Haven is a generally sweet story of destiny, love and the freedom to love and centers on Wyatt, Deanna and to an extent the budding affection between Deanna and William Riker. There is a stunning use of color and mattes to project a sense of romance, affection and ultimately passions between the characters on Haven.





In the end, Wyatt beams over to the plague ship as something of a human savior.  Likewise, the Tarellians have dreamed of their savior.  Wyatt will never be able to return to his family again.

Performances are delightful, but there's hardly much a of a pulse to the sweet, thoughtful, but generally slow tale. The story never seemed to materialize any real threat tension.  The character dialogue was also fairly bland like a bad meal at a wedding reception.



Haven does deliver information on the Betazoid traditions and the culture in some detail.  It's just not very compelling stuff.  Majel Barrett, while undeniably a Star Trek matriarch of sorts, does tend to grate the nerves, the Great Bird's bird or not.  In fact, she's so overbearing and entitled, Picard is a gentleman in swallowing his pride and rank as the ship's Captain on behalf of Deanna.  Thus, Lwaxana actually serves to generate a surprising amount of sympathy for Picard.



Haven offers a subtle mix of emotions between Deanna, Number One and Wyatt for the proverbial love triangle, but the material with which they have to work is weak at best.  Despite the facts relevant to Betazoid culture, it was still difficult to accept Deanna's general willingness to give herself over to the ways or deeply held mores of her race so suddenly.  It's credible enough, but executed so quickly within the short framework of the episode it is difficult to swallow.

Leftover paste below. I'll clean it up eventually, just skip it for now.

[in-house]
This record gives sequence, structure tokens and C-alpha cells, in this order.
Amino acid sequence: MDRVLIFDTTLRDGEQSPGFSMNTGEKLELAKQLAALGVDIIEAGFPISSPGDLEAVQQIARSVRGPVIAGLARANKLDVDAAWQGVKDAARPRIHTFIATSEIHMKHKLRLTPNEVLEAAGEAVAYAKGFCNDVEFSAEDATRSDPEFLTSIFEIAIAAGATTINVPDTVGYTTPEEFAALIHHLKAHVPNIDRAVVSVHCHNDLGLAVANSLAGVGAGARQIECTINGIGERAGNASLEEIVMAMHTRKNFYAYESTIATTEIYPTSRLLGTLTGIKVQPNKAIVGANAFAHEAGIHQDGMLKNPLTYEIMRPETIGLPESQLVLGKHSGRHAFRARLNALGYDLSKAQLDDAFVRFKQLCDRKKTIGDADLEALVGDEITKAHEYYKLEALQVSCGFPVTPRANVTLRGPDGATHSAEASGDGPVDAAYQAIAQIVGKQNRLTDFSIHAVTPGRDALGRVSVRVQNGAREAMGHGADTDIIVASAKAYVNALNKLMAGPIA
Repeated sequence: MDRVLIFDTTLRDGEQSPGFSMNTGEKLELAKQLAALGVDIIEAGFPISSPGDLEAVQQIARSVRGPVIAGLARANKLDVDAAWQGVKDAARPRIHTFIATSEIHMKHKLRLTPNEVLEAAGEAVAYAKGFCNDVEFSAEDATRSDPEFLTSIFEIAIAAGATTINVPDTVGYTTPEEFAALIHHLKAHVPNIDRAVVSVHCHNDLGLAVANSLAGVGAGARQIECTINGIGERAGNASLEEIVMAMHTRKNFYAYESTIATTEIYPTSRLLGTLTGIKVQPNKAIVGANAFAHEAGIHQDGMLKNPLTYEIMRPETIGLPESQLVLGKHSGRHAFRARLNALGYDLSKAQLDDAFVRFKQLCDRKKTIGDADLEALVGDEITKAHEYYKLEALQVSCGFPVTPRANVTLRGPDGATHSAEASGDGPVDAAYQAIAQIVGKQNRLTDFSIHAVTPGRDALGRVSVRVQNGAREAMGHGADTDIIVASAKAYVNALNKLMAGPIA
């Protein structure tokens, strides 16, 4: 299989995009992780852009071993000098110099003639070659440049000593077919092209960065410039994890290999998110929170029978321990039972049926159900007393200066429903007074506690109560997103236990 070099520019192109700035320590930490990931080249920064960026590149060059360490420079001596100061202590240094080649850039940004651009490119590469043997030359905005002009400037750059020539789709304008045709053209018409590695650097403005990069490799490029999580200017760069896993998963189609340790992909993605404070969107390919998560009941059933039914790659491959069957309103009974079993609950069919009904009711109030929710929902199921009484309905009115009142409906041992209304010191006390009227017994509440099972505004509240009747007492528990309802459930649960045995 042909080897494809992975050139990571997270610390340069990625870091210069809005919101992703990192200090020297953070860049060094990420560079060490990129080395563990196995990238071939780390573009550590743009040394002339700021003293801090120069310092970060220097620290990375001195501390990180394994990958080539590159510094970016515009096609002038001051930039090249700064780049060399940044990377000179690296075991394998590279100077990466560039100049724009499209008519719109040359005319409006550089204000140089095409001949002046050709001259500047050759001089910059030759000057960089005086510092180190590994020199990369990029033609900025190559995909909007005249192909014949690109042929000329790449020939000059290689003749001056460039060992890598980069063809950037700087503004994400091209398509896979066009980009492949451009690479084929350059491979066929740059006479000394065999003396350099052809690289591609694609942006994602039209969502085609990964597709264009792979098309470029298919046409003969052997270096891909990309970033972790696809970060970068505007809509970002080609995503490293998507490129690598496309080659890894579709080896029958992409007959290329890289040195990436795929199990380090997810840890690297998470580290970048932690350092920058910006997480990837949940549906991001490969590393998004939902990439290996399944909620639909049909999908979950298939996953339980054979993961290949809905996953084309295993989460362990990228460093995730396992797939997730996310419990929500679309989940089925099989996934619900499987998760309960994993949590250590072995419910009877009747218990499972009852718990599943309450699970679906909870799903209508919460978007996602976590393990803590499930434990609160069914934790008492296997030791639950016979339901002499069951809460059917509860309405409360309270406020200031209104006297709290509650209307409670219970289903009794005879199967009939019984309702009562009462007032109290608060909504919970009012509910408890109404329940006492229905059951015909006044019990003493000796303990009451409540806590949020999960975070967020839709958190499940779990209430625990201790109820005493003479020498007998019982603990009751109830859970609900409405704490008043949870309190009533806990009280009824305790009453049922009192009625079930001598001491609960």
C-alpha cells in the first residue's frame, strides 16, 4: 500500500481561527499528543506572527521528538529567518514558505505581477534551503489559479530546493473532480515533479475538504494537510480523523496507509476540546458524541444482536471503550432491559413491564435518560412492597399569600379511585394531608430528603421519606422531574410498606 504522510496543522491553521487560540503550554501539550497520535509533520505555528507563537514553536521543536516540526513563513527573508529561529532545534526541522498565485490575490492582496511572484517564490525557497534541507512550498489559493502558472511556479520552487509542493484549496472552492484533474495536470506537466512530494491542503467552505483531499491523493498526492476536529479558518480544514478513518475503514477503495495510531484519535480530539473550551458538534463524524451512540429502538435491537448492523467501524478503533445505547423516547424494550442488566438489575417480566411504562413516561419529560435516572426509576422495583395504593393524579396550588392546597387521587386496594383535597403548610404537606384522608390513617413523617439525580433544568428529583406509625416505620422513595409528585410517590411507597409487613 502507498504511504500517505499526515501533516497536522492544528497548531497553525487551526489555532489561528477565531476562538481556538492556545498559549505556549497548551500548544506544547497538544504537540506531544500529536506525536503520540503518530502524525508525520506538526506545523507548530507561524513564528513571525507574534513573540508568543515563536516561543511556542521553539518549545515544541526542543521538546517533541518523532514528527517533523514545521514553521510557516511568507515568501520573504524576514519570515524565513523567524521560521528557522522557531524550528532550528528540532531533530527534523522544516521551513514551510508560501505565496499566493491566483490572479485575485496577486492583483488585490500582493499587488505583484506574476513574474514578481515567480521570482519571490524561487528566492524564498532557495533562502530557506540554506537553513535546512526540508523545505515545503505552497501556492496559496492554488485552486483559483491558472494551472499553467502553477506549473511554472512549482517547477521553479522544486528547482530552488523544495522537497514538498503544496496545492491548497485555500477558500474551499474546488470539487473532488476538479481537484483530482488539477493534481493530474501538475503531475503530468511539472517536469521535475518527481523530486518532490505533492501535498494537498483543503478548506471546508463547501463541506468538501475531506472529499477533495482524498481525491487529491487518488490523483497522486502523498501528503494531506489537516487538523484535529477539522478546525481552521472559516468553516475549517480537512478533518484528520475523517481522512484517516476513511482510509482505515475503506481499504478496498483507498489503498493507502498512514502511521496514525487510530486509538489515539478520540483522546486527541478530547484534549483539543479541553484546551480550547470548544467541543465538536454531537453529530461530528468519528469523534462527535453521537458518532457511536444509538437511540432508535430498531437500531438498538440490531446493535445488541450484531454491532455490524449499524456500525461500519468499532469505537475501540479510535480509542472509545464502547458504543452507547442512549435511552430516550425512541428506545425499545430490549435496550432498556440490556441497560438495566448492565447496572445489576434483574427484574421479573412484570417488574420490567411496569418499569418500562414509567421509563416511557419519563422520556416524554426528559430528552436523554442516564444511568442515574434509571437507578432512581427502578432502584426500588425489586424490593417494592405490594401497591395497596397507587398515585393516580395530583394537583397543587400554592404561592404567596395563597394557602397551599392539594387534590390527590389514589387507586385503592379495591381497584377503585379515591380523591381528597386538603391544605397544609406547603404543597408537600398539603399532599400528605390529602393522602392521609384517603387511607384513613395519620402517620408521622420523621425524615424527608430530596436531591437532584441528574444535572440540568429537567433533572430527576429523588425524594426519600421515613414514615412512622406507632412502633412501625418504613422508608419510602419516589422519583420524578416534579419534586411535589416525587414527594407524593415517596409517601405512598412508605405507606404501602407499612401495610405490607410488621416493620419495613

Generally speaking Haven was not well-received.  James Hunt of Den of Geek wrote that, the "Troi episodes tend to test the patience of even the most devoted Trek fan."  Keith DeCandido of Tor.com called the episode "painful to watch."  So imagine my pain here.  DeCandido noted that all of the "worst sci-fi TV show cliches are in evidence."  While he found Barrett "ever-radiant" Zack Handlen of The A.V. Club dubbed her performance as "agonizing" while the episode was filled with "lazy shoulder shrugs and half-finished ideas."



Haven is yet another example of Star Trek: TNG at its most boring.  Season One continues to wear down the most ardent of Star Trek fans.  I'm hanging in there because I really want to say something positive about this series soon.